Current Issue

Volume 93, Number 4

October 2018

Termination Rights in the Music Industry: Revolutionary or Ripe for Reform?

Chase A. Brennick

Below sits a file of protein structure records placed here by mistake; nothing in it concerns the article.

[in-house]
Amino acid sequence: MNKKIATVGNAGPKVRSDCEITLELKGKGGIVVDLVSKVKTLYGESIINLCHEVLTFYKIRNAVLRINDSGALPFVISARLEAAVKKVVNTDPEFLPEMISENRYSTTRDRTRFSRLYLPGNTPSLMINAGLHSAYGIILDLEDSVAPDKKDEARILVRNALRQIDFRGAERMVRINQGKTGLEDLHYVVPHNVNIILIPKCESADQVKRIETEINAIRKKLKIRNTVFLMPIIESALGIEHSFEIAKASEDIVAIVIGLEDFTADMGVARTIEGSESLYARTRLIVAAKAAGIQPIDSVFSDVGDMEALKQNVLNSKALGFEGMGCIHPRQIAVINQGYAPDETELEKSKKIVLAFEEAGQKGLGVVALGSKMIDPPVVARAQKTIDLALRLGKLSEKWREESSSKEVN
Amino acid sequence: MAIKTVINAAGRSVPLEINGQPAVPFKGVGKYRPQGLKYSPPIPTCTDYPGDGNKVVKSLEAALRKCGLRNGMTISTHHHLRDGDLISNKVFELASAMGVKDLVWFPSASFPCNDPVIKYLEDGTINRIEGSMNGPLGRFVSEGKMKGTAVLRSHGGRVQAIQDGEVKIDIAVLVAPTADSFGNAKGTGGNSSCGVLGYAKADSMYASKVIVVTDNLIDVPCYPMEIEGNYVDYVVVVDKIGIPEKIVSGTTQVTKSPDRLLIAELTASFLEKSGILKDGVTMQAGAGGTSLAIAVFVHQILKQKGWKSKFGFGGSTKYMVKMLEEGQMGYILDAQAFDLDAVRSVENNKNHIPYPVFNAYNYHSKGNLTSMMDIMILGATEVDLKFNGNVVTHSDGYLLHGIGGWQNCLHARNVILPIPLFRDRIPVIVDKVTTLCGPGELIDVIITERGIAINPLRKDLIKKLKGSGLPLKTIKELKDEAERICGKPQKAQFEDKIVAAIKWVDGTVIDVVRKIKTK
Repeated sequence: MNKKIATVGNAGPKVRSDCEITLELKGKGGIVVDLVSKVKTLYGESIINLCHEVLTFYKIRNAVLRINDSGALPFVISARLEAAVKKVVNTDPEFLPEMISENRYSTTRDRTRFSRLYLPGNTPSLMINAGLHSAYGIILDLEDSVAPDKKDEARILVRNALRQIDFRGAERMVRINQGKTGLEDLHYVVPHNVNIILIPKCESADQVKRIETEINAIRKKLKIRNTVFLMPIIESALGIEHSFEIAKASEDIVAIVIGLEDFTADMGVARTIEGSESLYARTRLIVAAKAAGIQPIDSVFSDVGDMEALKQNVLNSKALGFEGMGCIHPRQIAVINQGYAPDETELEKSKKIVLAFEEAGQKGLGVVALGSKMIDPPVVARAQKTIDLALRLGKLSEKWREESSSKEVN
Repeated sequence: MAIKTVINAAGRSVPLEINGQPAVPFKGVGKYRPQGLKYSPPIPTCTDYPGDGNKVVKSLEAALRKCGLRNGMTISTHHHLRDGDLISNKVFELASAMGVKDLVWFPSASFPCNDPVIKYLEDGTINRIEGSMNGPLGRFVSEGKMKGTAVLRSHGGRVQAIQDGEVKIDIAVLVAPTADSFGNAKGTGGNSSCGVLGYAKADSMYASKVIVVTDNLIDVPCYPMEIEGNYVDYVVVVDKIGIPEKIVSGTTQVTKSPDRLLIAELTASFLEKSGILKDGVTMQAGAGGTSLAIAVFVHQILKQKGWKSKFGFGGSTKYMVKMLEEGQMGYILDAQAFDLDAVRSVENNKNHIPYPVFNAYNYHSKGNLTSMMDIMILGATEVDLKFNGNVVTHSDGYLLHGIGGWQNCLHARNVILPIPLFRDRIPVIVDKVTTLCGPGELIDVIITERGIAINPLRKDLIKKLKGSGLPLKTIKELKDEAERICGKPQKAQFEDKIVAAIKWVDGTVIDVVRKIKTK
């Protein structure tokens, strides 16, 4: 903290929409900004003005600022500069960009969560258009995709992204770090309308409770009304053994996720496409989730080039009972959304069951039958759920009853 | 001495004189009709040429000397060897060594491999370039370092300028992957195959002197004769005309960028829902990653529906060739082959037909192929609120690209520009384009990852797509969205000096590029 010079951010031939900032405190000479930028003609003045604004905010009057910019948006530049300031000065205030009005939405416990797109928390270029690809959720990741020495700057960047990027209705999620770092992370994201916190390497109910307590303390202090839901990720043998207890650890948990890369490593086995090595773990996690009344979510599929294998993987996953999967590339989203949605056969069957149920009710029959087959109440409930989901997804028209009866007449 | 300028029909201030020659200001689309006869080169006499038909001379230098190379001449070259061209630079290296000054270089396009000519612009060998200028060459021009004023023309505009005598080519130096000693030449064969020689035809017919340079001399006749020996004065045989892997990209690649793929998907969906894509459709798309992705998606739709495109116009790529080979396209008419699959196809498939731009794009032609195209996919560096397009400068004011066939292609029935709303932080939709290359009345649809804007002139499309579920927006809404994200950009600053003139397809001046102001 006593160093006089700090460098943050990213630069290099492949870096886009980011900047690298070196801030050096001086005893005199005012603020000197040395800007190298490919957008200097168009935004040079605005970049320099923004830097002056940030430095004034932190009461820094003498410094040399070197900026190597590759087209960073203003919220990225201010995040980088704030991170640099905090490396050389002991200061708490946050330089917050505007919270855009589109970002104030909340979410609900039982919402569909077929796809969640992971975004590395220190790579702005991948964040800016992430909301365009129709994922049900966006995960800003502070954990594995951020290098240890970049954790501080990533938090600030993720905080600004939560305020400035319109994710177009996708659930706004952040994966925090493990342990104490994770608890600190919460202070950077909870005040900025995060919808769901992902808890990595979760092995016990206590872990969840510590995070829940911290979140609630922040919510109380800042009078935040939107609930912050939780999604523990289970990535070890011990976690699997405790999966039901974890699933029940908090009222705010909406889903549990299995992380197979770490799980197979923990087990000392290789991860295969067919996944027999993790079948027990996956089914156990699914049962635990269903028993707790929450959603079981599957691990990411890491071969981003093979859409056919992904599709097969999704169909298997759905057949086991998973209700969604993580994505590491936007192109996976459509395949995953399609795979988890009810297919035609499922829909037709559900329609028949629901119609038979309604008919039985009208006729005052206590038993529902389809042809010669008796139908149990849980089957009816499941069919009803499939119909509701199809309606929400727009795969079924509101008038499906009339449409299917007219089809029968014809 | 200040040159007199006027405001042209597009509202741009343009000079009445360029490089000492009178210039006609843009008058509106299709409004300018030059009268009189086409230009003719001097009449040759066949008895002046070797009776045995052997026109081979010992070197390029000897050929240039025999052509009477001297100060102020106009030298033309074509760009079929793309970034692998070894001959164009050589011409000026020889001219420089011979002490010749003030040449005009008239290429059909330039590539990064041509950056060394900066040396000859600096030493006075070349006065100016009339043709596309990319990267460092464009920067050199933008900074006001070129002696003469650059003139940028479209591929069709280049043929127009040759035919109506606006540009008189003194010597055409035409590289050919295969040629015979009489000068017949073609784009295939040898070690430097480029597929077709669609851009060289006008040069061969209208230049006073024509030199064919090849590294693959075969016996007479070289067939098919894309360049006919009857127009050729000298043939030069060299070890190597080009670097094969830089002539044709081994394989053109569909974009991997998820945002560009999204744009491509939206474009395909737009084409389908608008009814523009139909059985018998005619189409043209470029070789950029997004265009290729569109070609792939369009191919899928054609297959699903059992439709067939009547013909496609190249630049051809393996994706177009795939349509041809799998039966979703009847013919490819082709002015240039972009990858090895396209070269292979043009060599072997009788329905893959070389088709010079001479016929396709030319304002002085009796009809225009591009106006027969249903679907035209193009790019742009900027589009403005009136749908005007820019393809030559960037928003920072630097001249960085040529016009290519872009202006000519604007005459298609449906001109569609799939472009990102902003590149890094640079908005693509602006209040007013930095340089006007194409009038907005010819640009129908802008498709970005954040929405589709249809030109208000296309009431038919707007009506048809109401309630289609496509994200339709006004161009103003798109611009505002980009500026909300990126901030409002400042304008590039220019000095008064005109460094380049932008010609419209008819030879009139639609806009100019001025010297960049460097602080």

When Congress passed the Copyright Act of 1976, it enacted Section 203, which allows authors to terminate transfers of the copyright in their works thirty-five years after the transfer. Congress intended this to be the author’s “second chance” after having made a disadvantageous first deal, either due to a lack of bargaining power or an inability to predict the work’s future value. Within the music industry, the impact of Section 203 has been contested, with some arguing that it will fundamentally shift the balance of power between recording artists and songwriters (the authors) and record labels and music publishers (the transferees), and others expecting that the provision will provoke contentious litigation of Section 203’s statutory exceptions. Because the first works reached termination eligibility in 2013, the effects of Section 203 remain unclear. In this Note, I argue that, even if an author circumvents the statutory exceptions, Section 203 is largely ineffective because several factors prevent a clean severance of the relationship between the author and transferee. Complications related to jointly authored works, the jurisdictional limitation to the United States, and contract provisions that survive post-termination create a situation where the author may regain his or her U.S. copyrights but will remain tethered to the transferee. Although an author could theoretically self- administer his or her U.S. copyrights or transfer these rights to a new transferee, the economically rational option is to retransfer the copyrights to the original transferee. This result precludes any significant impact on the music industry’s power dynamics, despite Congress’s (and the authors’) initial hopes that Section 203 would be a tool for change.